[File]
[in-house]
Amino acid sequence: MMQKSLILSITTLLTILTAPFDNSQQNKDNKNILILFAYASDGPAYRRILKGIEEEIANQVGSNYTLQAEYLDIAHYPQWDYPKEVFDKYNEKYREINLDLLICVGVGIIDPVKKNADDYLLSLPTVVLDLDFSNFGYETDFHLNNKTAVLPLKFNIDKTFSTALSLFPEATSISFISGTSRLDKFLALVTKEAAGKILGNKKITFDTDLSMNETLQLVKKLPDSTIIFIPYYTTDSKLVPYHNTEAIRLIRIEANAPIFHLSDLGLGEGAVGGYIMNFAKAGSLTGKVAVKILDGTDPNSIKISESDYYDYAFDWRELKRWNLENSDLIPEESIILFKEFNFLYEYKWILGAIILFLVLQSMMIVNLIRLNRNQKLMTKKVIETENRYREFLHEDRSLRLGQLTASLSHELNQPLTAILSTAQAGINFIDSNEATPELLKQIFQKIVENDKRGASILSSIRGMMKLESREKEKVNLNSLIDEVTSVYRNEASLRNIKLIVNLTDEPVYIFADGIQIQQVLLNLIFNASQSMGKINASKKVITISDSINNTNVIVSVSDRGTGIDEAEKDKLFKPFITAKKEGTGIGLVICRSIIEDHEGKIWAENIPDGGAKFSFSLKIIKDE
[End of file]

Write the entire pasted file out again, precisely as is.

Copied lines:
[in-house]
Amino acid sequence: MMQKSLILSITTLLTILTAPFDNSQQNKDNKNILILFAYASDGPAYRRILKGIEEEIANQVGSNYTLQAEYLDIAHYPQWDYPKEVFDKYNEKYREINLDLLICVGVGIIDPVKKNADDYLLSLPTVVLDLDFSNFGYETDFHLNNKTAVLPLKFNIDKTFSTALSLFPEATSISFISGTSRLDKFLALVTKEAAGKILGNKKITFDTDLSMNETLQLVKKLPDSTIIFIPYYTTDSKLVPYHNTEAIRLIRIEANAPIFHLSDLGLGEGAVGGYIMNFAKAGSLTGKVAVKILDGTDPNSIKISESDYYDYAFDWRELKRWNLENSDLIPEESIILFKEFNFLYEYKWILGAIILFLVLQSMMIVNLIRLNRNQKLMTKKVIETENRYREFLHEDRSLRLGQLTASLSHELNQPLTAILSTAQAGINFIDSNEATPELLKQIFQKIVENDKRGASILSSIRGMMKLESREKEKVNLNSLIDEVTSVYRNEASLRNIKLIVNLTDEPVYIFADGIQIQQVLLNLIFNASQSMGKINASKKVITISDSINNTNVIVSVSDRGTGIDEAEKDKLFKPFITAKKEGTGIGLVICRSIIEDHEGKIWAENIPDGGAKFSFSLKIIKDE